The Shocking Meanings Behind 20 Of The Most Popular Songs Ever
When you are driving on the highway with your windows down and music blaring, the last thing you are probably thinking about is what the song you are listening to actually means. Most of the time, the meaning is pretty clear because pop songs are generally fairly straightforward. However, some songs with seemingly obvious meanings in fact have shocking background stories you won’t believe. Here are 20 of those popular songs that have surprising stories behind them.
Gwen Stefani’s hit song “Hollaback Girl” is an undeniably catchy tune that incites dancing in all who hear it. It seems like it’s just a fun song, but it was actually written in response to Courtney Love insulting Gwen and calling her a “cheerleader.”
Van Halen’s “Jump” is an iconic song. The song takes on a sad and dark tone when it was revealed David Lee Roth wrote it about a man threatening to jump off of a building during a newscast. Wow!
Third Eye Blind scored a massive hit with their single, “Semi-Charmed Life” thanks to its popularity on the radio. However, the radio had to edit out one of the more telling lines about the song’s meaning, so most people don’t know the real lyrics include, “Doing crystal meth will lift you up until you break.”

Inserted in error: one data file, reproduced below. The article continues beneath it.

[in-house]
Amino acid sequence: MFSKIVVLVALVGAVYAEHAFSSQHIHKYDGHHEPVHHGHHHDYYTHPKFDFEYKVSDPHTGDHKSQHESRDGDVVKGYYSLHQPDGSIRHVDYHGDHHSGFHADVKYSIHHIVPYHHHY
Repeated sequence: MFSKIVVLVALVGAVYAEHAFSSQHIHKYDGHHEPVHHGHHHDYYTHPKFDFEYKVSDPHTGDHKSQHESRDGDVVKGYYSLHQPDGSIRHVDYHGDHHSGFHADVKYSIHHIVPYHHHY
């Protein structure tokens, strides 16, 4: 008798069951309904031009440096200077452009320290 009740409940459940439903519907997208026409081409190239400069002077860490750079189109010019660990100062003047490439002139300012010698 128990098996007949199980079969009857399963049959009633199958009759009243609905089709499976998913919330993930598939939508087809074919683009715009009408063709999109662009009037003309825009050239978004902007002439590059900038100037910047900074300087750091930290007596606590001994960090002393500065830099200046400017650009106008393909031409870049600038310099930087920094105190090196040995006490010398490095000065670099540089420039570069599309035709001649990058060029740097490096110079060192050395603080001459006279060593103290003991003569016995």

(You Gotta) Fight For Your Right (To Party)
This hit from the Beastie Boys is rather ironic because it was actually written as a parody of party anthems, but it ended up becoming a party anthem itself. Funny how that works!
This 80’s hit from “Men in Hats” is still popular today, and was even covered on Glee. The song just sounds like a good song to dance to, but it was actually written about club bouncers who would kick people out for doing a new dance craze called “Pogoing” that they deemed unsafe.
Wish You Were Here
When Pink Floyd released the album “Wish You Were Here” and a single of the same name, listeners thought it was about saying goodbye to the band’s founder, Syd Barrett. But Roger Waters explained it was actually about him wanting to be actively engaged in life and not just a bystander.
George Michael’s song “Freedom” has been used in commercials, kids movies, and even in Olympic ceremony closings. Funny enough, Michael actually wrote the song to demonstrate his resentment towards the music industry.
Gimme Back My Bullets
Lynyrd Skynyrd scored massive success with their single, “Sweet Home Alabama” in 1976. Three years later, they were struggling to make another hit and they wrote this song. “Gimme Back My Bullets” isn’t about guns, but rather a reference to the bullet-like symbols used on the Billboard charts, which they wanted to climb.
Before the Jonas Brothers, there was Hanson. These three brothers had a hit single with the catchy pop tune, “MMMBop” that really seems to be about nothing. However, band member Zac said the song is actually about “the futility of life.” Bummer!
“Slide” by the Goo Goo Dolls was one of the biggest hits of the late 90’s. It seems like a rather innocent song, but it is actually about a teenage girl who gets pregnant and debates abortion and running away and marrying the baby’s father.